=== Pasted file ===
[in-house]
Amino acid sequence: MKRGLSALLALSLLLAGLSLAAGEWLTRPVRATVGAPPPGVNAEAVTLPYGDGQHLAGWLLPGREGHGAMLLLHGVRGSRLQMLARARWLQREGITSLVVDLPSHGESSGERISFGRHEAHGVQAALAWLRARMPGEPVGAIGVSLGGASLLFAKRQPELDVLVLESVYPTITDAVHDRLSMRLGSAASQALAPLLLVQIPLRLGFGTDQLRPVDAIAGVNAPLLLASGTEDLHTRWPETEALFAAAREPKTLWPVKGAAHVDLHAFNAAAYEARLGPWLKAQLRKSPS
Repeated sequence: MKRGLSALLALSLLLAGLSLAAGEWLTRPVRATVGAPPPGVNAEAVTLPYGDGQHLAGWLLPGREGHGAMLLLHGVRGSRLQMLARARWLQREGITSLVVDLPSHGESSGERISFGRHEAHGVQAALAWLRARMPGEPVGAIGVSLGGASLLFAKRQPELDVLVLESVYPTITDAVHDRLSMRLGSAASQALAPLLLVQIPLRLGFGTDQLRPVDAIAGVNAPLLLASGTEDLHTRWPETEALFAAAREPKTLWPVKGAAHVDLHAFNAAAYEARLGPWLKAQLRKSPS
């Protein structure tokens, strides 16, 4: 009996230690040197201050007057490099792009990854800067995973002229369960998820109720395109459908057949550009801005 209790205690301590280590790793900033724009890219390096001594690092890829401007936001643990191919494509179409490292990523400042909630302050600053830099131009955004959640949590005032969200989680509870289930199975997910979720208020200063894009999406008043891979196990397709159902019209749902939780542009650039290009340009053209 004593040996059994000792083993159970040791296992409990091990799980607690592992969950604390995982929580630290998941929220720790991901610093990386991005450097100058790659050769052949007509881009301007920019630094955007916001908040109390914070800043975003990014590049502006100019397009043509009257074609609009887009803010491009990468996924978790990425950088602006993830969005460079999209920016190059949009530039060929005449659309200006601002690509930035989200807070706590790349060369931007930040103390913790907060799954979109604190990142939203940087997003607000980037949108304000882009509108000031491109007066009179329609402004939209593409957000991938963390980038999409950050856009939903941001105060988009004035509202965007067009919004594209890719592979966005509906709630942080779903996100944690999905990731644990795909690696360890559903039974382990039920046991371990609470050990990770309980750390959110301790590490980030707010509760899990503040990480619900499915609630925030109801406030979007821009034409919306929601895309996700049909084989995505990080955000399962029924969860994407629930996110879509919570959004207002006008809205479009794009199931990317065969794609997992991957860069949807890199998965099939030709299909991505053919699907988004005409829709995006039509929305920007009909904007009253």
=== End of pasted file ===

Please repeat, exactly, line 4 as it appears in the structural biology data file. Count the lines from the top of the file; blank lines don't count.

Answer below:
């Protein structure tokens, strides 16, 4: 009996230690040197201050007057490099792009990854800067995973002229369960998820109720395109459908057949550009801005 209790205690301590280590790793900033724009890219390096001594690092890829401007936001643990191919494509179409490292990523400042909630302050600053830099131009955004959640949590005032969200989680509870289930199975997910979720208020200063894009999406008043891979196990397709159902019209749902939780542009650039290009340009053209 004593040996059994000792083993159970040791296992409990091990799980607690592992969950604390995982929580630290998941929220720790991901610093990386991005450097100058790659050769052949007509881009301007920019630094955007916001908040109390914070800043975003990014590049502006100019397009043509009257074609609009887009803010491009990468996924978790990425950088602006993830969005460079999209920016190059949009530039060929005449659309200006601002690509930035989200807070706590790349060369931007930040103390913790907060799954979109604190990142939203940087997003607000980037949108304000882009509108000031491109007066009179329609402004939209593409957000991938963390980038999409950050856009939903941001105060988009004035509202965007067009919004594209890719592979966005509906709630942080779903996100944690999905990731644990795909690696360890559903039974382990039920046991371990609470050990990770309980750390959110301790590490980030707010509760899990503040990480619900499915609630925030109801406030979007821009034409919306929601895309996700049909084989995505990080955000399962029924969860994407629930996110879509919570959004207002006008809205479009794009199931990317065969794609997992991957860069949807890199998965099939030709299909991505053919699907988004005409829709995006039509929305920007009909904007009253």